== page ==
The UK government has recently published updated guidance on standards and import requirements for selling imported food and manufactured goods in the UK.
According to the Foreign, Commonwealth & Development Office and the Department for Business and Trade, if you are importing goods into the UK, they must comply with the most recent standards for product marking, labelling, and marketing.
The following standards for selling imported goods in the UK apply to foodstuffs, plants and seeds, and manufactured goods (including textiles, such as clothing).
The current CE marking standards used in the UK will apply until the end of next year (2024). These will then be replaced with the new UK Conformity Assessment (UKCA) marking standards.
You can read more about product marking for manufactured goods before placing them on the market in Great Britain in the government’s guidance on product marking in the UK.
To sell imported food in the UK, manufacturers must comply with food information labelling standards for providing ingredient and nutritional information to customers.
You must also ensure that your labels comply with food labelling composition rules to represent the food and its quality honestly, especially for products like bottled water and meat.
Similarly, your food products must comply with general food labelling and packaging requirements, ensuring the information is easy to read, easy to understand, and not misleading.
To sell organic food, manufacturers must be approved by an organic control body in the UK, and comply with organic food labelling rules for honest representation of organic food production.
Aside from food, manufacturers who will be retailing imported textiles in the UK are also required to follow textile labelling requirements. Product labels must list the fibre content and must also declare any fur or other animal parts.
There are various marketing standards that you must adhere to for specific products if you plan to market these imported goods in the UK, including:
- Importing, selling, and labelling wine
- Marketing poultry meat
- Marketing eggs
- Hatching eggs and chicks
- Marketing beef and veal
- Marketing hops (and hops products)
If you breed and import new varieties of plants, you must also apply for plant breeders’ rights (PBR) to be able to market a new variety.
Certain items are subject to particular rules that require businesses to obtain licences or certificates before they are allowed to import them into the UK for sale. These include:
- Animals (and animal products)
- Plants (and plant products)
- High-risk foods (risk of contaminants, pesticides, etc.)
- Veterinary medicine (for non-human animals)
- Human medicine (for use by humans)
- Controlled drugs (named in Misuse of Drugs legislation)
- Waste (classified shipments for recovery or disposal)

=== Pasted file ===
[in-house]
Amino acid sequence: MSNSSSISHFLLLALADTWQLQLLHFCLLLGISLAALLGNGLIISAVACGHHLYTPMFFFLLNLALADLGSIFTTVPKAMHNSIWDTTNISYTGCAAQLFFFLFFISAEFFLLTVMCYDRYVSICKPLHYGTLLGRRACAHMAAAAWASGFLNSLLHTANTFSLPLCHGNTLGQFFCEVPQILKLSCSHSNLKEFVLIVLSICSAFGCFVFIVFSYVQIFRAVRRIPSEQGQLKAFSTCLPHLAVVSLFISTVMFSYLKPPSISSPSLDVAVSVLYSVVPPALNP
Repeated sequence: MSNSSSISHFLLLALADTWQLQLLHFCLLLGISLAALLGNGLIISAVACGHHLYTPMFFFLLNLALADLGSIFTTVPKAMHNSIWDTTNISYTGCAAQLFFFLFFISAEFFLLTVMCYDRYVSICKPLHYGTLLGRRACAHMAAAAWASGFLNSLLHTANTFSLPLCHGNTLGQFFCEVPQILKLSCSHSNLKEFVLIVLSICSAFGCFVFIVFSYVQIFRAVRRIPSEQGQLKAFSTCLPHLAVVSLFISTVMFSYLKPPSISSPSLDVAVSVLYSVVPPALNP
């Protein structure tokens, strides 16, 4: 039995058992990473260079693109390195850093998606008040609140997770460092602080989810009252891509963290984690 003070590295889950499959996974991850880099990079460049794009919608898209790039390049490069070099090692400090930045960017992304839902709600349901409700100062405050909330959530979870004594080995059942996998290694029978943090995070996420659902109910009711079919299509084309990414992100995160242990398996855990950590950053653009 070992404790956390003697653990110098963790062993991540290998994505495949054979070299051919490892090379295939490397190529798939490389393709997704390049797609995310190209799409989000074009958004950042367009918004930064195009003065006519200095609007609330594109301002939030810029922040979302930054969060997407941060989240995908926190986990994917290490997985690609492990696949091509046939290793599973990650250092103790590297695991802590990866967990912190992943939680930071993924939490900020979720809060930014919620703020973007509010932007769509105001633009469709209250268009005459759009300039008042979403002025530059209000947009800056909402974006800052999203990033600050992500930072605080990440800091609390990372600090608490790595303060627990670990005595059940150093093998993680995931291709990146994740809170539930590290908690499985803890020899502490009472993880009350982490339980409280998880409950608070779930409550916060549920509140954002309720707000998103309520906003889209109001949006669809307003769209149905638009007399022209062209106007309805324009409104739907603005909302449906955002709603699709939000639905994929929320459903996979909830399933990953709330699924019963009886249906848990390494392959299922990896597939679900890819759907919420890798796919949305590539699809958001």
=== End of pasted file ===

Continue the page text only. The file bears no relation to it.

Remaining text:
- F-gas products and equipment
- Drug precursor chemicals
- Hazardous chemicals
- Nuclear material
- Weapons (guns, knives, swords, etc.)
It is required by law that UK market access for high-risk commodities is officially pre-approved. Unless the country you are exporting the goods from has been approved, businesses cannot legally import those goods into Great Britain.
There are legal restrictions on high-risk goods that could affect human health or animal health in the UK. Import controls mitigate these risks by ensuring sustainable production and giving consumers confidence that the products they buy are what they say they are.
There are also emergency import control measures that are introduced when a specific incident could affect product standards – which is why there are currently restrictions on goods imported from Ukraine and North Korea.
Whichever goods you intend to import and sell in the UK, you must first check all the import controls and labelling and marketing standards to make sure your business complies.
Manage your UK imports in a bonded warehouse
As regular importers will be well aware of, importing goods to sell in the UK comes with various declarations to be filed and duties to be paid.
However, this can become much easier for importers who choose to store their goods in a bonded warehouse until they are ready to distribute them in the UK market.
This process allows you to defer customs duty payments while you prepare your goods for sale in the facility, such as packaging and labelling them in line with the standards above. You can learn more about the handling rules for goods in bonded storage in our previous blog.
We frequently expound on the many benefits of bonded warehouses for UK importers, so if you’re wondering whether our comprehensive services could boost your business, then contact us today.
The John K. Philips team would be happy to discuss what we can do for you at our HMRC-approved bonded warehouse in North West England – so call 01744 751 000 or fill out the contact form and we will be in touch.